Conscience and the Constitution

About the JACL apology to the Heart Mountain resisters

Our film, Conscience and the Constitution, ends with the on-screen tag, "In July 2000, the national Japanese American Citizens League voted to apologize for its suppression of wartime resistance. Several JACL old-timers walked out in protest." 

graphic: video cameraNational JACL President Floyd MoriOn Saturday, May 11, 2002, about 300 people filled the gym at the San Francisco Japanese American Community and Cultural Center for the Nisei Resisters of Conscience of World War II Recognition and Reconciliation Ceremony. Watch a 73-second QuickTime clip of the actual words of apology from National JACL President Floyd Mori (the image is muddy and due to an error in editing there is distracting double audio in places, but it will be awhile before we can recut it) [requires free Quicktime Player]. Read the full speech.

Heart Mountain resistance leader Frank Emigraphic: video cameraWatch a 70-second QuickTime video clip of Heart Mountain resistance leader Frank Emi's remarks in response to the JACL apology. Emi graciously acknowledged the reconciliation, but then raised the stakes by challenging JACL to address the question of its wartime collaboration with incarceration, and apologizing to the entire community for its policy of compliance with expulsion and initial waiver of civil rights for an entire people. Read the full speech.
Here is Emi's closing:

"I wish to extend my appreciation to the JACL for sponsoring this ceremony. As a civil rights organization, I believe it is a step in the right direction. 

Having said that, I think it would be entirely appropriate for JACL to go one step further and hold a similar program directed towards the Japanese American community for the excesses committed by wartime JACL leaders, such as acting as informants for the government causing many innocent people to suffer, as recorded in the Lim Report.

I believe such action would finally put to rest, JACL's unholy ghosts of the past and would be a worthy way to start the 21st century. 

The United States government apologized for their wartime excesses.  Can JACL do less?"

That was unexpected, but on reflection it is typical Frank Emi. Never afraid to take a stand. It is his image, by the way, at the top of this page.

Frank's thoughts were immediately echoed and expanded upon on stage by fellow resister Yosh Kuromiya. Read the full speech by Yosh.

The event was remarkable for a number of reasons:

  • The event captured the imagination of the media locally, nationally, and even worldwide. Effective outreach by Keith Kamisugi and his site caught the attention of editors who framed this as another WW2 "sixty years later" reconciliation story. Japanese NHK-TV was there, as was the Wall Street Journal and many local broadcast and print media.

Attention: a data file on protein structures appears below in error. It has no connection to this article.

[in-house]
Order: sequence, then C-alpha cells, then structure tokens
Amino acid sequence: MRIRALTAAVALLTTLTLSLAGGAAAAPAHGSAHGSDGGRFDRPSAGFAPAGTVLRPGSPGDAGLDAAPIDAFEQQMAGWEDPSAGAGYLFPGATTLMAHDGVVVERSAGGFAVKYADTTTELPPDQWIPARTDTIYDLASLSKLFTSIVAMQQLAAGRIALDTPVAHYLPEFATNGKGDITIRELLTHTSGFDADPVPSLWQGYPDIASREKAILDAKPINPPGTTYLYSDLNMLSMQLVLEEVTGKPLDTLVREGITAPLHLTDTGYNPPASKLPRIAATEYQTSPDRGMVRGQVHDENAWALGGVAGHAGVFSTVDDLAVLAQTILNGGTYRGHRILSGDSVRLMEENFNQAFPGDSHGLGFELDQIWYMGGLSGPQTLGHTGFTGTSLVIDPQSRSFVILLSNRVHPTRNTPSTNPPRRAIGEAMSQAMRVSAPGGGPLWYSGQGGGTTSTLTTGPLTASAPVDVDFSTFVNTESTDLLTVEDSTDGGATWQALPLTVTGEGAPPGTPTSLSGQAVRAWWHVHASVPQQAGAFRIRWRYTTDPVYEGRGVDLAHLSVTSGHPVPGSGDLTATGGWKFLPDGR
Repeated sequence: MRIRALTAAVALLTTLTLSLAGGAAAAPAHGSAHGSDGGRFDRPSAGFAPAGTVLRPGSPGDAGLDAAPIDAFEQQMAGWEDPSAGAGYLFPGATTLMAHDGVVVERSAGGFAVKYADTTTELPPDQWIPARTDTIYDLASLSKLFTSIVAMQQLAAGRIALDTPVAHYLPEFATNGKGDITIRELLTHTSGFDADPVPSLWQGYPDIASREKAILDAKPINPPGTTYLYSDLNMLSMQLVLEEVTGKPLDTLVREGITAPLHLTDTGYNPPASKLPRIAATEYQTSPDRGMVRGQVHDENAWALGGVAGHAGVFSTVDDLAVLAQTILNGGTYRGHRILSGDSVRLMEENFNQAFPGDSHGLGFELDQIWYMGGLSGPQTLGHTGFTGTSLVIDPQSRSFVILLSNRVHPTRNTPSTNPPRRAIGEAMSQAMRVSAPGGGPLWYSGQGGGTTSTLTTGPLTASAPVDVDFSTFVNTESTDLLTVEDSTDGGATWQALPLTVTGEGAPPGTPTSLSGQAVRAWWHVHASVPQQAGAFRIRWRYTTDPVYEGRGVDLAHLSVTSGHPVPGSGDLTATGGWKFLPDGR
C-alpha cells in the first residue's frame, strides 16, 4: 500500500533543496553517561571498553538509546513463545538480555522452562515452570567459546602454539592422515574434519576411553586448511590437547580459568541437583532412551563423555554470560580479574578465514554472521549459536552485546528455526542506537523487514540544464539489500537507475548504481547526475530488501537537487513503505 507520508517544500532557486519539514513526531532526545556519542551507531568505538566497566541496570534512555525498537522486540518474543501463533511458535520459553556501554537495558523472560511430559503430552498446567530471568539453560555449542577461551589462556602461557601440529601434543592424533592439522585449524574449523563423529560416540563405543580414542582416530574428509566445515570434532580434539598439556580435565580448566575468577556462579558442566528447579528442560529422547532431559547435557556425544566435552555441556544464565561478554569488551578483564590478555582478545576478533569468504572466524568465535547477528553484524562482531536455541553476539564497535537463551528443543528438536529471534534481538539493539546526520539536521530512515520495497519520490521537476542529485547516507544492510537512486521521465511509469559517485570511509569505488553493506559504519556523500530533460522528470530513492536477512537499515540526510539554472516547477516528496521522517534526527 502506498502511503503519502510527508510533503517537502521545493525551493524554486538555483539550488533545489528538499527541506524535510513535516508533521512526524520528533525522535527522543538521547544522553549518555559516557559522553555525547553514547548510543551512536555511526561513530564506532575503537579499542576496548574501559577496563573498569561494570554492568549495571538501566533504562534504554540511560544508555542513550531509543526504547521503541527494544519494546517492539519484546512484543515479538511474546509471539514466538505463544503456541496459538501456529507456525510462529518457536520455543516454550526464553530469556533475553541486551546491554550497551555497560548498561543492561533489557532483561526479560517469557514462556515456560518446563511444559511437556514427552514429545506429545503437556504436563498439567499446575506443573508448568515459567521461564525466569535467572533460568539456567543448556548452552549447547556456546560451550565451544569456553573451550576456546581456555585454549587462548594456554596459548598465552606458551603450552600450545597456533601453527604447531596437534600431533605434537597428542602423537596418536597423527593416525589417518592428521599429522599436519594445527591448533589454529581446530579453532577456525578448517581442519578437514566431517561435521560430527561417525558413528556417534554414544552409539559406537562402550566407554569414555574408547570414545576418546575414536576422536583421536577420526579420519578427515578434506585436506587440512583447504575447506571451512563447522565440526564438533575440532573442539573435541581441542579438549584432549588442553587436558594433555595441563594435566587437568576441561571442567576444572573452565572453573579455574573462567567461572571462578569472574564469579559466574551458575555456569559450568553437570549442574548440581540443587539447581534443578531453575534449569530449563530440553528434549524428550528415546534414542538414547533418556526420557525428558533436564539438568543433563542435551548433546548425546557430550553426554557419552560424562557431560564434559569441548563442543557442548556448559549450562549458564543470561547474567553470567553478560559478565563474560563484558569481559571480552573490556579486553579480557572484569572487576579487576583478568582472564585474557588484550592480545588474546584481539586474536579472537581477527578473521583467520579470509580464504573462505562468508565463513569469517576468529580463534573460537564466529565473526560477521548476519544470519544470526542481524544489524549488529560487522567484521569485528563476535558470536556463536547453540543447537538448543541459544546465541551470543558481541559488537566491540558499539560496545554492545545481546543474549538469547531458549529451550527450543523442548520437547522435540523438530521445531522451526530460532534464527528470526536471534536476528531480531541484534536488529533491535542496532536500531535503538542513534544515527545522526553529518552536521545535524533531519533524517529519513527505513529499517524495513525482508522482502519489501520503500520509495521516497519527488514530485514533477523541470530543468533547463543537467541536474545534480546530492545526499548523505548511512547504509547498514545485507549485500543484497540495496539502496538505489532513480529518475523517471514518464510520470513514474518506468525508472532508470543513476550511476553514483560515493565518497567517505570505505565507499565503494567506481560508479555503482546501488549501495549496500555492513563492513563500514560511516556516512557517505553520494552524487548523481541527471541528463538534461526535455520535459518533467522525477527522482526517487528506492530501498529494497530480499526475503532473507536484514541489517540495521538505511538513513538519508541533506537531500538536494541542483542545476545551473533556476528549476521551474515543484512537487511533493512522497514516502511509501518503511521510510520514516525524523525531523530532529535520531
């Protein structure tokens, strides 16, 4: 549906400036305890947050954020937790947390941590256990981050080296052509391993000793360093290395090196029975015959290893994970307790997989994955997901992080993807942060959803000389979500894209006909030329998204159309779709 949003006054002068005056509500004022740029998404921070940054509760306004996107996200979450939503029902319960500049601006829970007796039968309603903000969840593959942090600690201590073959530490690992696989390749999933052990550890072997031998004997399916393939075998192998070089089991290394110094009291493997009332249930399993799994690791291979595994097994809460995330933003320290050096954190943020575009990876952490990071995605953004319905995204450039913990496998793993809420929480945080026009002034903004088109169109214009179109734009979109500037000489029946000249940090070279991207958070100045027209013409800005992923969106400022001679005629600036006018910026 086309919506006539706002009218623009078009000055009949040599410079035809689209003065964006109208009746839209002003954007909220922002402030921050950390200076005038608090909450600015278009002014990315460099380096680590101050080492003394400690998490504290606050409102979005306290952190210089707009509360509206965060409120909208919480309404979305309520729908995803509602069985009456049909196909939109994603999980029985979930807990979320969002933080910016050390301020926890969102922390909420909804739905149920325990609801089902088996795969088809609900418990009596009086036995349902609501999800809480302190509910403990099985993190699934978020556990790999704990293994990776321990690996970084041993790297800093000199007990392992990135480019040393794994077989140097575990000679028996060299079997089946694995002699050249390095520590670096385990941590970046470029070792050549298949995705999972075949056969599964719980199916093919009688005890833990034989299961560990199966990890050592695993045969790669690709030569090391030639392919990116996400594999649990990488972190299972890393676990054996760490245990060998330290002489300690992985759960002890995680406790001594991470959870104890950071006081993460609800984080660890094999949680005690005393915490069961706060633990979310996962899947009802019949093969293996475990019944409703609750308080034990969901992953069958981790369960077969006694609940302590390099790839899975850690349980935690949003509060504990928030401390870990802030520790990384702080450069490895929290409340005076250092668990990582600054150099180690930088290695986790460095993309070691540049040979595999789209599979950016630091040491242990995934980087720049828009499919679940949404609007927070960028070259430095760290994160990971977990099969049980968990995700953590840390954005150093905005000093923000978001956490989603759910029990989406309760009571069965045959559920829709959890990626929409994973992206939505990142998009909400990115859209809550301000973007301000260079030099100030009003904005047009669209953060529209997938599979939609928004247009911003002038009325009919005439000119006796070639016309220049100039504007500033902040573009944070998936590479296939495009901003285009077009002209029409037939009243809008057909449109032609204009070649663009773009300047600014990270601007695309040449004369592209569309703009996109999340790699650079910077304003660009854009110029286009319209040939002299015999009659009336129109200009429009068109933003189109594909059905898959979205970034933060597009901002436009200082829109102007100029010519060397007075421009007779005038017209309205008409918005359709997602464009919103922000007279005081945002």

• The event succeeded in drawing out 21 draft resisters from Heart Mountain, Amache and even the lone resister from Jerome, Joe Yamakido, who told me he just wanted to see it but didn't want to be introduced. We got his name to the organizers, and after he came up to receive his ceremonial gift and returned to his seat high in the bleachers, his daughter gave him a big hug and wiped away her own tears. It was also a shock to finally get to meet George Kurasaki, Halley Minoura, Bob Nagahara, and other Heart Mountain resisters who are in the courtroom photo but never wanted to come out in public until now.

  • JACL National President Floyd Mori (pictured above) and Executive Director John Tateishi took a great risk in fulfilling the membership's mandate to hold a public ceremony. Twelve years ago it would have been unthinkable to see the Heart Mountain Fair Play Committee admitted as a group to a JACL meeting, much less be the center of honor and attention. Even when Frank Emi and Mits Koshiyama spoke at the 1994 JACL convention in Salt Lake City, there was an uneasy air about the invitation and a local white scholar was brought in to mediate the proceedings. In the 20th century a convention resolution deemed ill-advised by the Nisei old guard would have simply been redirected or undermined by JACL leadership. By following their own consciences, and the mandate of their members, Mori and Tateishi have elevated the JACL of today to a new level of credibility as the civil rights organization it has strived to be since resettlement.

Martha Nakagawa of the Pacific Citizen and Kenji Taguma of the Nichi Bei Times wrote the most knowledgeable reports on the ceremony, which are linked below. The Associated Press sent award-winning news photographer Paul Sakuma to the ceremony, and you can see four of his photos online.

Here are links to online news coverage, updated on June 7, 2002:

Go to the past updates leading up to the JACL ceremony.


Updated: June 1, 2011